And he told officers that, although the footage aroused him, he would never have sex with a child in reality. He said his "ideal" was 15- to 17-year-old schoolgirls. The court was also told of an incident from 2008 when Venables had posed as a woman online. He used the screen name Dawnie Smith to chat with Leslie Blanchard, a paedophile from Chelmsford. "Dawn" claimed to have an eight-year-old daughter and agreed to let Blanchard molest her in exchange for money and pictures of abused children. When Blanchard sent "Dawn" the pictures, Venables revealed his hoax. He later told officers he had done this "for a laugh".
It was a weak defence for such disturbing behaviour. But a look into Venables' life since he left prison perhaps offers, if not justification, at least something of an explanation.
Released from his sentence in June 2001, Venables' life was at immediate risk of vigilante retribution. He was, his barrister explained, "vilified and demonised" and threats on his life were considered so real he had to be trained by police in counter-surveillance.
He moved into a flat on his own in March 2002, aged 19. In a statement his solicitor John Gibson explained that having to shoulder the burden of such a secret while at the same time attempting to forge a new life was almost unprecedented.
Mr Gibson said that Venables felt like "a canary down a mine" and added: "Jon Venables does say now, on reflection, that, not knowing quite what the world he was released into was like, or how it worked, he perhaps didn't fully appreciate the extent to which the passage of time, by itself, would not blunt his frustrations or unhappiness."
Nevertheless he managed to keep himself in employment, earning the minimum wage and working unsociable hours. He "became part of a firm friendship group" and was in regular contact with his family. But he felt constantly burdened. "One of the major impacts in his life has been the inability to share his huge secret ... he feared he would always be alone," his pre-sentence report read. It was for this reason he never found love. The terms of his release dictated that he must inform any future girlfriend of his true identity.
Mr Fitzgerald told the court that "things did start to go wrong in 2007". Venables became addicted to drugs and began drinking heavily.
In September 2008 he was arrested on suspicion of affray after getting involved in a fight. It was claimed that Venables had insulted another man's girlfriend. He was charged, but the evidence was insufficient to proceed. He was given a warning by his probation officer, but it was decided he should not be recalled. In December that year he was caught in the street with cocaine in a plastic container. He was given a police caution after it was accepted the drug was for his own use.
Mr Fitzgerald told the court that Venables expressed "shame, remorse and disgust" and asked the public to remember that Venables is "a relatively young man who himself suffered trauma and endured a very real and prolonged fear of reprisal". He said his client's offending was "in part the product of the wholly abnormal situation of living under an assumed identity".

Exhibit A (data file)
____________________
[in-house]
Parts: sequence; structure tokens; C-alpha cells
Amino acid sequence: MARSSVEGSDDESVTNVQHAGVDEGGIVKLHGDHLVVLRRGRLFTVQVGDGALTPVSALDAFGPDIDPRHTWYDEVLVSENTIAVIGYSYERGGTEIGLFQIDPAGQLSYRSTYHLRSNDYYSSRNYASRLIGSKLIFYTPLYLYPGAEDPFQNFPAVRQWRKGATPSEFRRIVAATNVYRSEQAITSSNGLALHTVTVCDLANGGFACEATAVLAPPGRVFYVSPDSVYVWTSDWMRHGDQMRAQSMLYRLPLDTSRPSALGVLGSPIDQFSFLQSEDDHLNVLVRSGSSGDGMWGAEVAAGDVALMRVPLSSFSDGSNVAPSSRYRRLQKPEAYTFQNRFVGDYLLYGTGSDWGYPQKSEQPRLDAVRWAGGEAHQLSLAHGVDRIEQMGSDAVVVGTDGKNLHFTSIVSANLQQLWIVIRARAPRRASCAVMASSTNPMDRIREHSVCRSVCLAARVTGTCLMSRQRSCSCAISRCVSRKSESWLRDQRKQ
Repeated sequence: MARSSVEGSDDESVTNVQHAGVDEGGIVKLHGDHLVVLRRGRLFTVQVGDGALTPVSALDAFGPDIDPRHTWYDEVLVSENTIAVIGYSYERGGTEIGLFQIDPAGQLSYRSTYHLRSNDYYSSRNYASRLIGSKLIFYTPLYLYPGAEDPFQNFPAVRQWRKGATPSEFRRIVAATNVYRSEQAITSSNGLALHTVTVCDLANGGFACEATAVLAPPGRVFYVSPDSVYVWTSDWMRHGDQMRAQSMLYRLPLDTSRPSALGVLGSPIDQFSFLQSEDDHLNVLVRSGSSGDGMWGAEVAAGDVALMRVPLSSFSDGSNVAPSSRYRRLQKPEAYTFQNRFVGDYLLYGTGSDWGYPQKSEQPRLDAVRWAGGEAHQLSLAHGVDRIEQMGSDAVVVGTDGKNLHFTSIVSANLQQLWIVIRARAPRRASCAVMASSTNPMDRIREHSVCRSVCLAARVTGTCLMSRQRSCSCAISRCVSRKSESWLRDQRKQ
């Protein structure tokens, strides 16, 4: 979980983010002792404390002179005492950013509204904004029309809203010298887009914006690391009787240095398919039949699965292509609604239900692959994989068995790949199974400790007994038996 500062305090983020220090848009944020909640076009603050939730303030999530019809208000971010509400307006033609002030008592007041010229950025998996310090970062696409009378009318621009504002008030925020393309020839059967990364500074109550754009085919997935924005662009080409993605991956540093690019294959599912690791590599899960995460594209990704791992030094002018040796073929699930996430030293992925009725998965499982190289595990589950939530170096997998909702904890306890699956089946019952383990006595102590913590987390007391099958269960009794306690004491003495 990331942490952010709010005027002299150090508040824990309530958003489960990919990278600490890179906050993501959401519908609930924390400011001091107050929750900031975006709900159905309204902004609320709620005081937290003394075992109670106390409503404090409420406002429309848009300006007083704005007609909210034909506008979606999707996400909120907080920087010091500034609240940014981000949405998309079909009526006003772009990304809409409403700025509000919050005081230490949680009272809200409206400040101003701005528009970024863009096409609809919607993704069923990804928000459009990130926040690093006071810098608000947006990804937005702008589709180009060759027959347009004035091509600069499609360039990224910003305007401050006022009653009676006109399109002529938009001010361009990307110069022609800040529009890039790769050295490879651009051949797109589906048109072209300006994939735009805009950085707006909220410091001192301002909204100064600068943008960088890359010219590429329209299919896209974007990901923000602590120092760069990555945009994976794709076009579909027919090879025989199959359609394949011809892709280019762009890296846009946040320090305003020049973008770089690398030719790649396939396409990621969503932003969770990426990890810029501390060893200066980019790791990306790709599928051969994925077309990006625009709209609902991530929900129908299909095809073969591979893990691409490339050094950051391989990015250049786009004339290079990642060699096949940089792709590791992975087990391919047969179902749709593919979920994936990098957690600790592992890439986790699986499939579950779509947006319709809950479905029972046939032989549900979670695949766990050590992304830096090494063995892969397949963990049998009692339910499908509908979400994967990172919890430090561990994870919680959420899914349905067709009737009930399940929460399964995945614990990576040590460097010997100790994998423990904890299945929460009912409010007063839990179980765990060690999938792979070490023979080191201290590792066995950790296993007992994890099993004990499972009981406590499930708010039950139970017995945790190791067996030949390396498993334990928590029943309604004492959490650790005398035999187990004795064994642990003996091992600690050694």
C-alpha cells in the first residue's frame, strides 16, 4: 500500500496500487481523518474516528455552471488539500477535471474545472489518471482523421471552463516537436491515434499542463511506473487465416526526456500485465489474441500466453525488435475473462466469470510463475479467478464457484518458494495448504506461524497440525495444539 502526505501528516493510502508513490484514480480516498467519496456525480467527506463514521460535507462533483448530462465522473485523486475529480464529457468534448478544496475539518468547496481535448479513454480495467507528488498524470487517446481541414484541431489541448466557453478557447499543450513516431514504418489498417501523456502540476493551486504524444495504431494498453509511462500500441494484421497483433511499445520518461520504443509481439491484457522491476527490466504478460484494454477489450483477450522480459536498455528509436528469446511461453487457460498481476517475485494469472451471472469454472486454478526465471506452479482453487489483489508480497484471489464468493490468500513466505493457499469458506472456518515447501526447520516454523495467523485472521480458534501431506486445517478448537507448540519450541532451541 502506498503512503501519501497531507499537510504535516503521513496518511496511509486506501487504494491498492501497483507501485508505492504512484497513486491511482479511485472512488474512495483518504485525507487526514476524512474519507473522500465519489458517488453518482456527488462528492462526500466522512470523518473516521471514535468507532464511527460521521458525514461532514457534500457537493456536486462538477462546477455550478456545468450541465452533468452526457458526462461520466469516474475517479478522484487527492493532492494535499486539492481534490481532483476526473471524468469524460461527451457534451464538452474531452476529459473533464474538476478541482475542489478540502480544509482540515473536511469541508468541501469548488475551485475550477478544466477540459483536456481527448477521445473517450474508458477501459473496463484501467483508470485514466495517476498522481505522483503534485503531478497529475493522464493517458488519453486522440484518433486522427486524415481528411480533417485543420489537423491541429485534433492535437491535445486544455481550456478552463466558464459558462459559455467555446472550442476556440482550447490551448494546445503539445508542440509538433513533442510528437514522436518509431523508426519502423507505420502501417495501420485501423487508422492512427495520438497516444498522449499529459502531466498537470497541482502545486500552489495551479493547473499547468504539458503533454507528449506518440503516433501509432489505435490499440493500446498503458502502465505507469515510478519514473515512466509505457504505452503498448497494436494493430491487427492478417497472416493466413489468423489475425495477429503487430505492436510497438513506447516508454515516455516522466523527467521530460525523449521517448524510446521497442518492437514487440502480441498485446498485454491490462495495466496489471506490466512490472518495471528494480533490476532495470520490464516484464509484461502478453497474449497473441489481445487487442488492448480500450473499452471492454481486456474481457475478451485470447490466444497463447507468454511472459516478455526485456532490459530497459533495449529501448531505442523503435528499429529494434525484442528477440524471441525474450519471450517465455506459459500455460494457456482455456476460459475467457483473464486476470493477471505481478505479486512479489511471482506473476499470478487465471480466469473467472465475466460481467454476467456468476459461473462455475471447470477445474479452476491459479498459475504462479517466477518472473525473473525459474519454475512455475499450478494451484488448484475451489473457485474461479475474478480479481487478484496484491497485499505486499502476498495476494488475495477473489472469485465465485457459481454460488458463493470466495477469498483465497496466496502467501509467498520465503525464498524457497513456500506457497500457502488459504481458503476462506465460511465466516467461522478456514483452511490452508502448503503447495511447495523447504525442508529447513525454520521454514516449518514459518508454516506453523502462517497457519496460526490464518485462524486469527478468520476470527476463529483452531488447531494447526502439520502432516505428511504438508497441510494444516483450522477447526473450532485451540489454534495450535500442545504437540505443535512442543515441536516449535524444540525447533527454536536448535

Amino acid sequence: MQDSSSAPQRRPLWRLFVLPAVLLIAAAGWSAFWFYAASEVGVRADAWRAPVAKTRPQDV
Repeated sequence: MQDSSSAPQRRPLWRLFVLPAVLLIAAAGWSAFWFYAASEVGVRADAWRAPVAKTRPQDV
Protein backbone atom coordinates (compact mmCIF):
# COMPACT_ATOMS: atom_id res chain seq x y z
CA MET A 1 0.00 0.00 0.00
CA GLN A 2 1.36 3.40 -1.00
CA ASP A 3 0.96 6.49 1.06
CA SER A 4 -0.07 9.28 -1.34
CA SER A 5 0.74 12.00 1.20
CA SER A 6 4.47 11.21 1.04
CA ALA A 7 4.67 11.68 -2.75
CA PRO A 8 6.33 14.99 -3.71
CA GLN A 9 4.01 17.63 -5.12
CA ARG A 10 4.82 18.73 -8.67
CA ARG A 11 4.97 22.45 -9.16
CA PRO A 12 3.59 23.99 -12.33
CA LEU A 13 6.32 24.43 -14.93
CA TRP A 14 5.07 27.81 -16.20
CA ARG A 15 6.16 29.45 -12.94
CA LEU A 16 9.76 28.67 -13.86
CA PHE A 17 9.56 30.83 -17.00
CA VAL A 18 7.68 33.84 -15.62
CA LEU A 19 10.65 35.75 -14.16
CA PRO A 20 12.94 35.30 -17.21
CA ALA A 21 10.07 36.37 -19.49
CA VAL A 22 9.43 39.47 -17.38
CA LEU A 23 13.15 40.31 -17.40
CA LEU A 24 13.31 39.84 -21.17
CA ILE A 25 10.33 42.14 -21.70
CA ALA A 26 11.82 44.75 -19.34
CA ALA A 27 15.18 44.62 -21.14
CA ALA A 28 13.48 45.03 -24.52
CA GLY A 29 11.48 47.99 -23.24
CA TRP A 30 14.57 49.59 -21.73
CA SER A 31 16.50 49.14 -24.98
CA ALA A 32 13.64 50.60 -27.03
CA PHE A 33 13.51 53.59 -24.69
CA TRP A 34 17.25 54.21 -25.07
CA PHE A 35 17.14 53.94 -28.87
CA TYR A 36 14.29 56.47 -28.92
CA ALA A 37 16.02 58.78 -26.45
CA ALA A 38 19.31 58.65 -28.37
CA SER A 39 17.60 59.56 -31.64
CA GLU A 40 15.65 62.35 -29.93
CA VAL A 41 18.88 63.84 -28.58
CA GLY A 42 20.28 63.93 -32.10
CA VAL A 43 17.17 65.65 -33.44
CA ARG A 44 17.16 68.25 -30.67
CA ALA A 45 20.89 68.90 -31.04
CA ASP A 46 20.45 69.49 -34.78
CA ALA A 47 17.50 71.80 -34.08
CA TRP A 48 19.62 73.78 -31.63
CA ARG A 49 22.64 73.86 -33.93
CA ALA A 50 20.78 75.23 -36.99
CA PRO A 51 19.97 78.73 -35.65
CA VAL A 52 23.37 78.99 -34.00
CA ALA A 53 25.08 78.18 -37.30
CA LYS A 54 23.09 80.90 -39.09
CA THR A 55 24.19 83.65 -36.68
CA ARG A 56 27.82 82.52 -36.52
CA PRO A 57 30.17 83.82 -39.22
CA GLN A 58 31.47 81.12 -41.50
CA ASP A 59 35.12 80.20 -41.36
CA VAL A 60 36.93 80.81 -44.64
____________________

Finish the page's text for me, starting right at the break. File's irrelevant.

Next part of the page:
In the statement via his lawyer, Venables said that he thinks about the murder of James Bulger every day and about how his life and those of Bulger's family might have been different. As well as his regret at the murder, the statement also hints at the guilt Venables felt at betraying everyone he has met since his release.
It reads: "He extends his apologies to those friends he has made over the last eight years; who at best will be puzzled and perplexed and most likely hurt and angry at the realisation that their friend was not who he said he was. He hopes they can understand why he could not tell them the truth."
And finally it makes a mention of his family, acknowledging that he is still in contact with his relatives. It said: "He also wishes to apologise to his family who, despite their obvious and justified disappointment in him, he knows will support him in carrying on with the rest of his life."
But while Venables' family support him, the Bulger family still revile him. James's father Ralph Bulger, in a statement issued via his lawyer, described Venables as a timebomb, and said that re-naming and releasing Venables was "a liberal experiment ... that was never really going to work."
Speaking on behalf of the toddler's mother, Chris Johnson said: "We have been in court this morning and once again we have had to sit through proceedings where justice has not been done. These were very serious offences and two years is simply not enough to meet the gravity of what this person did. We are surprised and concerned that he was not recalled under the terms of his parole licence when he committed an offence in 2008." He said they would be raising their concerns with the Justice Secretary Ken Clarke.Reuse content